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| Last Updated:: 02/01/2015

Rajasthan

 

                                                        Sacred Tanks in Rajasthan

 

 

Chand Baori in Abhaneri village

Eastern Rajasthan

 

 

 

The Chand Baori in Abhaneri village is one of the primitive step wells in the state of Rajasthan and is well thought-out to be one of the largest wells in entire globe. It appears exactly like a well. There are 3,500 tapered steps in this step well. The green water at the pedestal of the well indicates that the well is of no use now. The steps encircle the step well on the 3 sides while the 4th side has a group of pavilions that are constructed one on top of the other. The famous Chand Baori at Abhaneri was featured in a movie called “The Fall”. This step well also made a quick appearance in a smash hit film called “The Dark Knight Rises”. At present, this step well is one of the vital assets of the country and is carefully administered by the Archeological Survey of India (ASI).

 

Picture source: http://en.wikipedia.org/wiki/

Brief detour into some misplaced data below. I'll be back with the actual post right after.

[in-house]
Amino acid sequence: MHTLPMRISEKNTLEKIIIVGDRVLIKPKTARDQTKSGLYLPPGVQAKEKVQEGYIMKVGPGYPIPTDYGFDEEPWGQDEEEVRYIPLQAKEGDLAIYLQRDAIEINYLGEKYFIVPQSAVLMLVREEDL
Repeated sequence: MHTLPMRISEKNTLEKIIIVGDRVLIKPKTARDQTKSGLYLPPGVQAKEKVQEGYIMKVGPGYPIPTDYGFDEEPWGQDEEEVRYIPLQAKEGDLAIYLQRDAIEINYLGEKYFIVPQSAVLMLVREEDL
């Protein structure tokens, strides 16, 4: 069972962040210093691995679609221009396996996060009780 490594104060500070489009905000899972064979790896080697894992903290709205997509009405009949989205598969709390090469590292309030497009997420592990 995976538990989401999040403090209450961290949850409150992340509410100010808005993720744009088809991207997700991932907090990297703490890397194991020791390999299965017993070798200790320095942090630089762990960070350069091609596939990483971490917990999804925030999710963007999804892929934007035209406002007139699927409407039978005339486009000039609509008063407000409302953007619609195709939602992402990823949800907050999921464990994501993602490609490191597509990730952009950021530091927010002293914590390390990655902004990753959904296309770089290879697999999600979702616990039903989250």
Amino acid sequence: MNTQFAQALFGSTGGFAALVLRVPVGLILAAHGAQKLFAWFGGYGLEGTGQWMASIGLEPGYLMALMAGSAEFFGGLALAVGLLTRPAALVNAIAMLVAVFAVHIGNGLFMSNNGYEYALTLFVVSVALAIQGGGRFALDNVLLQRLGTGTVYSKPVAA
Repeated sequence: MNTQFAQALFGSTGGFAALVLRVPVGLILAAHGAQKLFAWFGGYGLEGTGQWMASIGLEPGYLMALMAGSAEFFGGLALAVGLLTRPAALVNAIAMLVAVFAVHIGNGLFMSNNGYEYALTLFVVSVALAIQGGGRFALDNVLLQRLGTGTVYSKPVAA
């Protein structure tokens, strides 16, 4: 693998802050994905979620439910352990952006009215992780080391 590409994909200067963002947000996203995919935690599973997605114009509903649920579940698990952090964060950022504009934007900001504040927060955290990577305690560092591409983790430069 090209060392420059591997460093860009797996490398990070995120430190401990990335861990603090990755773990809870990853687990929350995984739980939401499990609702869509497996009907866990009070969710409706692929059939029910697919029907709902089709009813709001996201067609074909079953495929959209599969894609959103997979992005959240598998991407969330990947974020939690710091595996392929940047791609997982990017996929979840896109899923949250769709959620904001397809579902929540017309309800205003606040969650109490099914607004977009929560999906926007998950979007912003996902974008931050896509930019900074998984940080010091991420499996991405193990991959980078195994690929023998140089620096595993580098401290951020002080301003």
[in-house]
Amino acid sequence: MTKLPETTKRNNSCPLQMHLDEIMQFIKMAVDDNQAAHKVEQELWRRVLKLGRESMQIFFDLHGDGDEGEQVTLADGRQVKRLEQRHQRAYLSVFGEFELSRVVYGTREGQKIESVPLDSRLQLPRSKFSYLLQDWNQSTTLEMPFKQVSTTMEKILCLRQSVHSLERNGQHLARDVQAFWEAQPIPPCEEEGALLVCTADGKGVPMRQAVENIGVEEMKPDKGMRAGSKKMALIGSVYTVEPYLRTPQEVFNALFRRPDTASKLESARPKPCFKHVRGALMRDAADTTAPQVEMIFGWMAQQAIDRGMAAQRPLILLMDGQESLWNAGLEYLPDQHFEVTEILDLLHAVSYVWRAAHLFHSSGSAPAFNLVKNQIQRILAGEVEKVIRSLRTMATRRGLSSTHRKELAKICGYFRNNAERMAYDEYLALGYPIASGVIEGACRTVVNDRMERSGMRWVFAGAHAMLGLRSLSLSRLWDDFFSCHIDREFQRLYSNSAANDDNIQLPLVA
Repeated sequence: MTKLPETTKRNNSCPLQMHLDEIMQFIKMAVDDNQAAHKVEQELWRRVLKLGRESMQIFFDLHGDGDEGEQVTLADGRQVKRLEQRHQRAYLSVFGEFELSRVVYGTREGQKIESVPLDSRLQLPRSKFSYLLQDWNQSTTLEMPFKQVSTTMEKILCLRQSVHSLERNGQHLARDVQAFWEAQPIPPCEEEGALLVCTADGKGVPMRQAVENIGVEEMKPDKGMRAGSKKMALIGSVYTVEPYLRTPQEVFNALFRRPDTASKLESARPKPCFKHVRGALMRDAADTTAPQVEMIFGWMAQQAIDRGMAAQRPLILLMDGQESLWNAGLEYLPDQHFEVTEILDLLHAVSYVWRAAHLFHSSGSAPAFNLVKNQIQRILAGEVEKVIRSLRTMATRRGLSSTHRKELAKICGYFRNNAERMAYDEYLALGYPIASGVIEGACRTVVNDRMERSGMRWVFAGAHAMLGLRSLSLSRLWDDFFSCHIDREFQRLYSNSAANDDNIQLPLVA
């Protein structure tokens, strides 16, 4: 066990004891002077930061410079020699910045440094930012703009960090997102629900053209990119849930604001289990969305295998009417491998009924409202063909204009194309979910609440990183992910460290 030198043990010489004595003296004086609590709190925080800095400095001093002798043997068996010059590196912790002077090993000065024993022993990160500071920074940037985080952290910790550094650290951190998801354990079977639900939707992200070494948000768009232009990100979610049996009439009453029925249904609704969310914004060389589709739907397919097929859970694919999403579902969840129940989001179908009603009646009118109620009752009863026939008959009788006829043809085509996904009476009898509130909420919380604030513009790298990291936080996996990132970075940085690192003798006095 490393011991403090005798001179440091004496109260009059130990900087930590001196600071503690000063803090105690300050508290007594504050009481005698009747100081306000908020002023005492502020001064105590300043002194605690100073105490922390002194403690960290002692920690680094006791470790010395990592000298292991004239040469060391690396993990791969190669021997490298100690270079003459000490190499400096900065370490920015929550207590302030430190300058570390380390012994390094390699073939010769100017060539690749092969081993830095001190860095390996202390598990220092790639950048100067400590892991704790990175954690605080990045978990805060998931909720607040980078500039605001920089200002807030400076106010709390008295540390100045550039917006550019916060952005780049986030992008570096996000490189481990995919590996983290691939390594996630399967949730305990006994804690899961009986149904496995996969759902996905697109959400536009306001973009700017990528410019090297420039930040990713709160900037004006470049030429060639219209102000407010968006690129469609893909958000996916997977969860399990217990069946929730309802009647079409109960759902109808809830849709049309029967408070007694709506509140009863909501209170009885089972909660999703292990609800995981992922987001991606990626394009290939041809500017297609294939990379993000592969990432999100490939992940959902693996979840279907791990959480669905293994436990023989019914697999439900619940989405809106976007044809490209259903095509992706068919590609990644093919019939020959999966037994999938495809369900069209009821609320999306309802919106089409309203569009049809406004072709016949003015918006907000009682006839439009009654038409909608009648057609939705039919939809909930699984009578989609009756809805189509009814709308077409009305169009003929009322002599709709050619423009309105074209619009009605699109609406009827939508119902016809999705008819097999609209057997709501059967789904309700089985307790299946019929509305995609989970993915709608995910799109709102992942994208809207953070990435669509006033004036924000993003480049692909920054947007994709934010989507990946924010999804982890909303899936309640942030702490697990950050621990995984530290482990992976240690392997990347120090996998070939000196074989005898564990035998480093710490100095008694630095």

Bundi, Kota

 

Picturesource:http://www.flickr.com/photos/prof_richard/4196317123/sizes/z/in/photostream/

 

Bundi is a beautiful town and has its importance in the history of Rajasthan. It is surrounded by the Aravalli hills on the three sides and is circumscribed by a massive wall with four gateways and it’s famous for its intricate carvings and murals.  Bundi is known for its baoris or stepwells. Constructed by royalty and affluent members of society, they served as water reservoirs when there was a scarcity of water. The finest example is the Rani Ji Ki which was built by Rani Nathavati Ji in 1699 AD during her son Budh Singh's time.  It is adorned with finely sculpted pillars and arches. It is a multistoreyed structure with places of worship on each floor.  The steps built into the sides of the water-well made water accessible even when at a very low level. The baori is one of the largest examples of its kind in Rajasthan.